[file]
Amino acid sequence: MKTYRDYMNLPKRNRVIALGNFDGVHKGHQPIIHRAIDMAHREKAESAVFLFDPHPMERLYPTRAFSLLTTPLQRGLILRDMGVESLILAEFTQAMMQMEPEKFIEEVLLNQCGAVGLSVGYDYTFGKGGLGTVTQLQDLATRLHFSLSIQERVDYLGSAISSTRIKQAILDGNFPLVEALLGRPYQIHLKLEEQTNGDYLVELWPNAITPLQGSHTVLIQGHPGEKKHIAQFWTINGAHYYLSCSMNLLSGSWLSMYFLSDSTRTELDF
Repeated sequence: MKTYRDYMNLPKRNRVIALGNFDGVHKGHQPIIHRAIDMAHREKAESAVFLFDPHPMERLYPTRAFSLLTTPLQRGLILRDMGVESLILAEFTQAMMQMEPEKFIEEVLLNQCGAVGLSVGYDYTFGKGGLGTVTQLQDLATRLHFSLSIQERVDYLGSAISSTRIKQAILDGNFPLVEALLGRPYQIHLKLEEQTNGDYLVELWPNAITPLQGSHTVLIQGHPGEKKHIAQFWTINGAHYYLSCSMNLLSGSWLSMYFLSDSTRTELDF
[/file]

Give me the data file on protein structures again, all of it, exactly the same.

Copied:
Amino acid sequence: MKTYRDYMNLPKRNRVIALGNFDGVHKGHQPIIHRAIDMAHREKAESAVFLFDPHPMERLYPTRAFSLLTTPLQRGLILRDMGVESLILAEFTQAMMQMEPEKFIEEVLLNQCGAVGLSVGYDYTFGKGGLGTVTQLQDLATRLHFSLSIQERVDYLGSAISSTRIKQAILDGNFPLVEALLGRPYQIHLKLEEQTNGDYLVELWPNAITPLQGSHTVLIQGHPGEKKHIAQFWTINGAHYYLSCSMNLLSGSWLSMYFLSDSTRTELDF
Repeated sequence: MKTYRDYMNLPKRNRVIALGNFDGVHKGHQPIIHRAIDMAHREKAESAVFLFDPHPMERLYPTRAFSLLTTPLQRGLILRDMGVESLILAEFTQAMMQMEPEKFIEEVLLNQCGAVGLSVGYDYTFGKGGLGTVTQLQDLATRLHFSLSIQERVDYLGSAISSTRIKQAILDGNFPLVEALLGRPYQIHLKLEEQTNGDYLVELWPNAITPLQGSHTVLIQGHPGEKKHIAQFWTINGAHYYLSCSMNLLSGSWLSMYFLSDSTRTELDF